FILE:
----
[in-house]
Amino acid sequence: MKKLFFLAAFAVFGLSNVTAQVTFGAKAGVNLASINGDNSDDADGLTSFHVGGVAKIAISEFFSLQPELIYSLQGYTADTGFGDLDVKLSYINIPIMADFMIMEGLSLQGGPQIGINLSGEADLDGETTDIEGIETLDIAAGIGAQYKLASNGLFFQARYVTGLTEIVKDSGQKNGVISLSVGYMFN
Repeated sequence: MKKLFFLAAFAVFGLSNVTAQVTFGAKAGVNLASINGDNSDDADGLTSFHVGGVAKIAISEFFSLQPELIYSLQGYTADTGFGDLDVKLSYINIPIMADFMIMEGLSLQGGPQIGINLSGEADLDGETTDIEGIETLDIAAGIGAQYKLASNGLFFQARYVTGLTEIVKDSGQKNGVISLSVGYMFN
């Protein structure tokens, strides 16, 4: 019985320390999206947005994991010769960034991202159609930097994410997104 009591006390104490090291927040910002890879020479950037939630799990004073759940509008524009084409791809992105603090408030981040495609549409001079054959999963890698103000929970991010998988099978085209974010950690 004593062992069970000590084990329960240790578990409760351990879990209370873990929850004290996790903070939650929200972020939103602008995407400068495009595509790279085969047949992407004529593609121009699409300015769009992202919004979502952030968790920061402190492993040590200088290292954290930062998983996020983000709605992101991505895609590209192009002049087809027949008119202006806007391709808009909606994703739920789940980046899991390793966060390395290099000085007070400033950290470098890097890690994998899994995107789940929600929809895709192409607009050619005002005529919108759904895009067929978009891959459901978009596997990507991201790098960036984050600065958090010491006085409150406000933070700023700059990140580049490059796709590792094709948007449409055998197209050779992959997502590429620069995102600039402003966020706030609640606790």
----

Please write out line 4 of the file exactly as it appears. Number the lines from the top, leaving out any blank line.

């Protein structure tokens, strides 16, 4: 019985320390999206947005994991010769960034991202159609930097994410997104 009591006390104490090291927040910002890879020479950037939630799990004073759940509008524009084409791809992105603090408030981040495609549409001079054959999963890698103000929970991010998988099978085209974010950690 004593062992069970000590084990329960240790578990409760351990879990209370873990929850004290996790903070939650929200972020939103602008995407400068495009595509790279085969047949992407004529593609121009699409300015769009992202919004979502952030968790920061402190492993040590200088290292954290930062998983996020983000709605992101991505895609590209192009002049087809027949008119202006806007391709808009909606994703739920789940980046899991390793966060390395290099000085007070400033950290470098890097890690994998899994995107789940929600929809895709192409607009050619005002005529919108759904895009067929978009891959459901978009596997990507991201790098960036984050600065958090010491006085409150406000933070700023700059990140580049490059796709590792094709948007449409055998197209050779992959997502590429620069995102600039402003966020706030609640606790």